The Death of Cigarettes: The Facts

The latest figures from the Office of National Statistics state that in 2015, 17.2% of adults smoked (19.3% of men and 15.3% of women) – down from 20.1% of adults who smoked in 2010. In fact, of all adults in Great Britain who had previously smoked, 56.7% made the decision to quit in 2015 – the highest proportion of quitters since 1974.

There’s no denying that smoking is less popular today for several reasons, just a few of these being:


Releases of cigarettes have fallen since the 1990s. In 2015, 31.6 billion sticks were sold; 62% less than in 1996.


Over the last 10 years, the price of tobacco has increased by 89%; 27% less affordable than in 2005.


In 2015, 17 million admissions for conditions possibly caused by smoking were documented in hospitals; an average of 4.7 thousand admissions per day – 22% more than 10 years ago. The Health Survey for England estimates in 2014, a total of 78,000 deaths were attributable to smoking.

Photo credit: Roman Globa/Shutterstock 


Attitudes toward smoking are drastically changing. For example, 85% of adults agreed that smoking should be banned in cars carrying children but 59% agreed it should be banned in all cars – no matter whose inside.

Fittingly, it has been reported that Britons are switching from cigarettes to electronic alternatives faster than anyone else in Europe – with one person making the switch from traditional to electronic cigarettes every four minutes.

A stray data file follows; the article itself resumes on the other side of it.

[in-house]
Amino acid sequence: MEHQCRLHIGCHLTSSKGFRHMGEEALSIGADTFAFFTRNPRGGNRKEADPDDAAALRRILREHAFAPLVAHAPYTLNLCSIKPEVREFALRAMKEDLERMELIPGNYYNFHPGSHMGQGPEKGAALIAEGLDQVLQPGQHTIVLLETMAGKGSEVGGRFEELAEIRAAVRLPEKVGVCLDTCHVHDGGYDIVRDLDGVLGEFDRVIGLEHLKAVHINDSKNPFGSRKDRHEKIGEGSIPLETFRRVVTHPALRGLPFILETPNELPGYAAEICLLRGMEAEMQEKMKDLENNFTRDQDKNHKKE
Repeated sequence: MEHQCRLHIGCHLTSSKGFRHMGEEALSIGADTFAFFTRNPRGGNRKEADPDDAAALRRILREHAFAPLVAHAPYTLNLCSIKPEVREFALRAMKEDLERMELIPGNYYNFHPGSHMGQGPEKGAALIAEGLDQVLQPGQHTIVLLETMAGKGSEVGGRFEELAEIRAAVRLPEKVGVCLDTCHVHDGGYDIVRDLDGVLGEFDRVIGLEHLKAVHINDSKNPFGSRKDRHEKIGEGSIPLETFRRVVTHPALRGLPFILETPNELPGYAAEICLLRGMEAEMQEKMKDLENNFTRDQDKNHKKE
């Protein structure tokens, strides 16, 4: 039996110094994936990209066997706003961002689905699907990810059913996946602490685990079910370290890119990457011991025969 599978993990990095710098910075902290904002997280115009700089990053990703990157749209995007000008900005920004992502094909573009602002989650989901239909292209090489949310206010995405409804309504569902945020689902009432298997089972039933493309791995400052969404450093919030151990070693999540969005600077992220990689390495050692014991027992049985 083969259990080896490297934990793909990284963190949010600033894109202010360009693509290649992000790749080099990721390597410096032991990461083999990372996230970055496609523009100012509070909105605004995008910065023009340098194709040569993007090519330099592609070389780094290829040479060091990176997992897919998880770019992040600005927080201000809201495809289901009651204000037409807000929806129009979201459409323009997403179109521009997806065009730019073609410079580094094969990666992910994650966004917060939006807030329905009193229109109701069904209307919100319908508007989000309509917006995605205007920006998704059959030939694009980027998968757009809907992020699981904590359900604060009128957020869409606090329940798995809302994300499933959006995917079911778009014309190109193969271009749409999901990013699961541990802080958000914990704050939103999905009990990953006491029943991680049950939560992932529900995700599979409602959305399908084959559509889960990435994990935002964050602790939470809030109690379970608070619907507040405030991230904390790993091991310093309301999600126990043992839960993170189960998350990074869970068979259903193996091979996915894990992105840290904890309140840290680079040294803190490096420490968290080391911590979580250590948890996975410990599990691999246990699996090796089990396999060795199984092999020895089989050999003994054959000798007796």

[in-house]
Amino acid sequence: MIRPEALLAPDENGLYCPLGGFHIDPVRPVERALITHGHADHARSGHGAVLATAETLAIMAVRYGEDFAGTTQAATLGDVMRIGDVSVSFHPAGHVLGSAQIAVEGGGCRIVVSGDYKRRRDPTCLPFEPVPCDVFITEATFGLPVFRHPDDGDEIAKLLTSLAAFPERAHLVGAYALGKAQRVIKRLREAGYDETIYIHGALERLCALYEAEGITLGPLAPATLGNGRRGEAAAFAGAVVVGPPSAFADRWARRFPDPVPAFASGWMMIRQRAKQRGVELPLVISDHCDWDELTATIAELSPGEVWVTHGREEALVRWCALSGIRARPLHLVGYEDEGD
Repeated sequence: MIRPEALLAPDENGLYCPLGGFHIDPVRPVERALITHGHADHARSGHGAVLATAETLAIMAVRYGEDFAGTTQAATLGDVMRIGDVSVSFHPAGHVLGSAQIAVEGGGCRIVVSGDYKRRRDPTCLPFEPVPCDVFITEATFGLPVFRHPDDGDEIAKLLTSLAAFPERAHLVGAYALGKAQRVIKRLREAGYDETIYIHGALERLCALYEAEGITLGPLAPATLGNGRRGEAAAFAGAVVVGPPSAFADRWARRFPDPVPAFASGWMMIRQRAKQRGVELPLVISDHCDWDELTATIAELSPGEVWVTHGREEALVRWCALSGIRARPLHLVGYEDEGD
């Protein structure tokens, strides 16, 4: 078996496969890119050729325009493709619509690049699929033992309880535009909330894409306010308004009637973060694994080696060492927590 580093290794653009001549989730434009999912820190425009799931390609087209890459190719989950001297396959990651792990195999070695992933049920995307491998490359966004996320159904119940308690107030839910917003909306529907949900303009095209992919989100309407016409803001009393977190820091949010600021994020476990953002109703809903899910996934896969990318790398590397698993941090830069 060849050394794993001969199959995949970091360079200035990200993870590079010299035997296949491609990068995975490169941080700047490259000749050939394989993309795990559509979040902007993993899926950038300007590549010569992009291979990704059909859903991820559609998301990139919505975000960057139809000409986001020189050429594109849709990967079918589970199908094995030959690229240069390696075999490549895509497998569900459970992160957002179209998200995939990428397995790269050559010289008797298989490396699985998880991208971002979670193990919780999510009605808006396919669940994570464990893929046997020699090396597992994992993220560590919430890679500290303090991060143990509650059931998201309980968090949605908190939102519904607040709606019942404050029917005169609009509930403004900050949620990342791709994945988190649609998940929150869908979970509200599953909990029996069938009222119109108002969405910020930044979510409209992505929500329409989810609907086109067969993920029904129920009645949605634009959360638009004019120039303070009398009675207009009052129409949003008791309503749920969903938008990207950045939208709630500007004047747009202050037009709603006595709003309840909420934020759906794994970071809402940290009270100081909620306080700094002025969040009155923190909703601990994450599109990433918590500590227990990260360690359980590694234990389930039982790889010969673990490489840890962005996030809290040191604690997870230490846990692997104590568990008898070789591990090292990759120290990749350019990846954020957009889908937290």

New research by has found the UK cities blazing the trail for the e-cigarette industry are London, Birmingham, and Edinburgh.

The collated data was analyzed by counting the number of e-cigarette outlets within a 2-mile radius of the center of each city across the UK – highlighting which cities have chosen to embrace the vaping industry.

Given that the link between high cigarette smoking volumes in specific areas is typically representative of deprivation and socio-economic status more generally, perhaps the link between high e-cigarette volumes in specific areas is representative of more choice and opportunity.

The sheer level of supply and demand in big cities like Edinburgh means that many people – varying in age, race and socio-economic status – can be catered to. There’s no lack or denial in terms of access. Ultimately, individuals based in cities where the e-cigarette business is booming are not limited. Cigarettes, therefore, do not exist as the only available option; rather, one of many – unlike in smaller, more restricted areas with far less demand.

This could be indicative of why the e-cigarette industry is booming in youth-heavy cities such as London, Birmingham, and Edinburgh specifically, where there is a strong market for the young and curious, seeking alternatives to smoking or the chance to sample something new.